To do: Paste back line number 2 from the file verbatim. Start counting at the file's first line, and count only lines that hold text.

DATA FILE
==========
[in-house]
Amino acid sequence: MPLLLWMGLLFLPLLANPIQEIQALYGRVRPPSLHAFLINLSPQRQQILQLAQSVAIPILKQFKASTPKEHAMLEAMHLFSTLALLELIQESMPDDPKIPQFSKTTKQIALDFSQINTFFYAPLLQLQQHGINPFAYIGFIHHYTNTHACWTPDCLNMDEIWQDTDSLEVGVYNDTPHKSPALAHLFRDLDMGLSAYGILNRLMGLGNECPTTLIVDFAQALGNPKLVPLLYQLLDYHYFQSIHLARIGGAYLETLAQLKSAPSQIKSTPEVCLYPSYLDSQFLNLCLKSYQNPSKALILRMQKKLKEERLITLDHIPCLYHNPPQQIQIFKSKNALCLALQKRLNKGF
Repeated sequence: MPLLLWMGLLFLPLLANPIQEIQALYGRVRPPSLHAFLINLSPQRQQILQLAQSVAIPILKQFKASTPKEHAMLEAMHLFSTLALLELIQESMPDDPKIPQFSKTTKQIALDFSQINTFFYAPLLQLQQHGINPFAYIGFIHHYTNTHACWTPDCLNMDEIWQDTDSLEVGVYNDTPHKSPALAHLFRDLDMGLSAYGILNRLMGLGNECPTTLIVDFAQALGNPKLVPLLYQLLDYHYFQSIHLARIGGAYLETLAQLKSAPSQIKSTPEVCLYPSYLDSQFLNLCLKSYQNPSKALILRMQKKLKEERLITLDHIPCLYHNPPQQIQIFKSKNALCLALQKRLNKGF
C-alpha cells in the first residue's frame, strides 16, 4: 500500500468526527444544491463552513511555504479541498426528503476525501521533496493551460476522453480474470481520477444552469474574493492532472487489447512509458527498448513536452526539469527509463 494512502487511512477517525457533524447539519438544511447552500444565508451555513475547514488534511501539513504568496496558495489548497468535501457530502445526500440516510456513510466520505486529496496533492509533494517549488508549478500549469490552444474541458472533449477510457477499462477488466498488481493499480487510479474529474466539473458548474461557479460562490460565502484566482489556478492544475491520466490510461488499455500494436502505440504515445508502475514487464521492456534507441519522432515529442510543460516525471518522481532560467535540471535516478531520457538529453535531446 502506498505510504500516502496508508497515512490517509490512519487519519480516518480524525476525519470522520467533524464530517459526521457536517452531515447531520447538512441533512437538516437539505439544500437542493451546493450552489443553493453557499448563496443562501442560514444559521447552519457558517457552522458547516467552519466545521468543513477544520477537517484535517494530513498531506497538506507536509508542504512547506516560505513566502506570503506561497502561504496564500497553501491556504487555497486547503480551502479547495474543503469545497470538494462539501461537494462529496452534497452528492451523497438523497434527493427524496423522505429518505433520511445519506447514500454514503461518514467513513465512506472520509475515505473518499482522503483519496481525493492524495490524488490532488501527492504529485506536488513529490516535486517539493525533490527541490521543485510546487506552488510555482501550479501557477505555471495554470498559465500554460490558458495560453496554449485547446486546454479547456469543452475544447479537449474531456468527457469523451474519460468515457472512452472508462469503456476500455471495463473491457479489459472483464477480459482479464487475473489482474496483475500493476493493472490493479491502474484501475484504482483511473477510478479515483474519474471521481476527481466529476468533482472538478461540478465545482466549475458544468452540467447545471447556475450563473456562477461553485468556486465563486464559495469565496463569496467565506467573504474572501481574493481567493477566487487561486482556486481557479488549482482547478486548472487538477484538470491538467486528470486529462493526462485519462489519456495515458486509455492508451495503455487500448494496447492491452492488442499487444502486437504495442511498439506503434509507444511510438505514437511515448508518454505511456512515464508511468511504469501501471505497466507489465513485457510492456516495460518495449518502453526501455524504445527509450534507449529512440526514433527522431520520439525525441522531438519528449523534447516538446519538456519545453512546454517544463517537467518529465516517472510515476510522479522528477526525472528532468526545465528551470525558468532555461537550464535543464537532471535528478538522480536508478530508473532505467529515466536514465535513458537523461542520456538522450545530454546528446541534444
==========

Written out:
Amino acid sequence: MPLLLWMGLLFLPLLANPIQEIQALYGRVRPPSLHAFLINLSPQRQQILQLAQSVAIPILKQFKASTPKEHAMLEAMHLFSTLALLELIQESMPDDPKIPQFSKTTKQIALDFSQINTFFYAPLLQLQQHGINPFAYIGFIHHYTNTHACWTPDCLNMDEIWQDTDSLEVGVYNDTPHKSPALAHLFRDLDMGLSAYGILNRLMGLGNECPTTLIVDFAQALGNPKLVPLLYQLLDYHYFQSIHLARIGGAYLETLAQLKSAPSQIKSTPEVCLYPSYLDSQFLNLCLKSYQNPSKALILRMQKKLKEERLITLDHIPCLYHNPPQQIQIFKSKNALCLALQKRLNKGF